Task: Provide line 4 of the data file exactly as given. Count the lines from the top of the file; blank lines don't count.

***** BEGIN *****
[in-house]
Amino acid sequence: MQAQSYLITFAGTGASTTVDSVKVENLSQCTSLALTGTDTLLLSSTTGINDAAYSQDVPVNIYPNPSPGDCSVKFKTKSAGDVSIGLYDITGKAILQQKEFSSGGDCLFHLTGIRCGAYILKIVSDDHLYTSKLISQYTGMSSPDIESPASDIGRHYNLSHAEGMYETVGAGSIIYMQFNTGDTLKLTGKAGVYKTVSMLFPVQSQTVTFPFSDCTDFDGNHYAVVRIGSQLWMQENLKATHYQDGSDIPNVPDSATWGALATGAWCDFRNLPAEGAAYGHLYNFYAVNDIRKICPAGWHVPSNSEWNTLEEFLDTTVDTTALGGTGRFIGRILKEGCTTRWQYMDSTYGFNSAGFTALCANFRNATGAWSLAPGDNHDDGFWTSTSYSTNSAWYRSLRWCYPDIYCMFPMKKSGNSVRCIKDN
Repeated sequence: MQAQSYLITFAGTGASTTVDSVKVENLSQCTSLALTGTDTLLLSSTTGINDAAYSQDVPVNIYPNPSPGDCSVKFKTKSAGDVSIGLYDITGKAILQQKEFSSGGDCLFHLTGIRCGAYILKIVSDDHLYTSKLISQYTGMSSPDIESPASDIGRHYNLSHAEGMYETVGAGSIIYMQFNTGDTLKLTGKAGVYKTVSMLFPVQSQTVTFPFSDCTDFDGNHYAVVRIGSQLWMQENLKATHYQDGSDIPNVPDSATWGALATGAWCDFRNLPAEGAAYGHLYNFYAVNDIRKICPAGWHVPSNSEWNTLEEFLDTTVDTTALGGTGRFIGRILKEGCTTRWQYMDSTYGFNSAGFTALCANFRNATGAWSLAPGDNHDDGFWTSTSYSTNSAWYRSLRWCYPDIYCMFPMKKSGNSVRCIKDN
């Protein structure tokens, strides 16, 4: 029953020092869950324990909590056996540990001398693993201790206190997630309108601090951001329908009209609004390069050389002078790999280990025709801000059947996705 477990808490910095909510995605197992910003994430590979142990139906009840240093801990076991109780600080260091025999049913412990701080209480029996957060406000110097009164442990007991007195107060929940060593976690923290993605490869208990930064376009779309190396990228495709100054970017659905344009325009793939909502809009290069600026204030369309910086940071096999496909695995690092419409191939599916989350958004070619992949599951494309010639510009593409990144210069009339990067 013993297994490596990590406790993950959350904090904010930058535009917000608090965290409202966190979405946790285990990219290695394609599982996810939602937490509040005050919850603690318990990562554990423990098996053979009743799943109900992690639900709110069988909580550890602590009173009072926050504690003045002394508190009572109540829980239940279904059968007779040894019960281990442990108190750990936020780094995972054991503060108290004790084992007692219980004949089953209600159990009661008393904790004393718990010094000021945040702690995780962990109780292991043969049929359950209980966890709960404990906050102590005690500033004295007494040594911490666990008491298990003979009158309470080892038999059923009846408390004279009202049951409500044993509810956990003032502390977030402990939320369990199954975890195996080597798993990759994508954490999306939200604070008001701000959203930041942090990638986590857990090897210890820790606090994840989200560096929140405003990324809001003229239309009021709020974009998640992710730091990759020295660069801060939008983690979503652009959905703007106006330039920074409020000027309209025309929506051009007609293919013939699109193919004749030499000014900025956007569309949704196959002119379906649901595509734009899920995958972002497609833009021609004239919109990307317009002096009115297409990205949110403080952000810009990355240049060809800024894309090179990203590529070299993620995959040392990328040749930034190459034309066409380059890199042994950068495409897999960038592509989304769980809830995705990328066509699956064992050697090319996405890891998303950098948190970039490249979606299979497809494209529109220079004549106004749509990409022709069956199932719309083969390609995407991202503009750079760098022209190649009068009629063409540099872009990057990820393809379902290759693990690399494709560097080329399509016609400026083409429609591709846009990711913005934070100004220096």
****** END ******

């Protein structure tokens, strides 16, 4: 029953020092869950324990909590056996540990001398693993201790206190997630309108601090951001329908009209609004390069050389002078790999280990025709801000059947996705 477990808490910095909510995605197992910003994430590979142990139906009840240093801990076991109780600080260091025999049913412990701080209480029996957060406000110097009164442990007991007195107060929940060593976690923290993605490869208990930064376009779309190396990228495709100054970017659905344009325009793939909502809009290069600026204030369309910086940071096999496909695995690092419409191939599916989350958004070619992949599951494309010639510009593409990144210069009339990067 013993297994490596990590406790993950959350904090904010930058535009917000608090965290409202966190979405946790285990990219290695394609599982996810939602937490509040005050919850603690318990990562554990423990098996053979009743799943109900992690639900709110069988909580550890602590009173009072926050504690003045002394508190009572109540829980239940279904059968007779040894019960281990442990108190750990936020780094995972054991503060108290004790084992007692219980004949089953209600159990009661008393904790004393718990010094000021945040702690995780962990109780292991043969049929359950209980966890709960404990906050102590005690500033004295007494040594911490666990008491298990003979009158309470080892038999059923009846408390004279009202049951409500044993509810956990003032502390977030402990939320369990199954975890195996080597798993990759994508954490999306939200604070008001701000959203930041942090990638986590857990090897210890820790606090994840989200560096929140405003990324809001003229239309009021709020974009998640992710730091990759020295660069801060939008983690979503652009959905703007106006330039920074409020000027309209025309929506051009007609293919013939699109193919004749030499000014900025956007569309949704196959002119379906649901595509734009899920995958972002497609833009021609004239919109990307317009002096009115297409990205949110403080952000810009990355240049060809800024894309090179990203590529070299993620995959040392990328040749930034190459034309066409380059890199042994950068495409897999960038592509989304769980809830995705990328066509699956064992050697090319996405890891998303950098948190970039490249979606299979497809494209529109220079004549106004749509990409022709069956199932719309083969390609995407991202503009750079760098022209190649009068009629063409540099872009990057990820393809379902290759693990690399494709560097080329399509016609400026083409429609591709846009990711913005934070100004220096």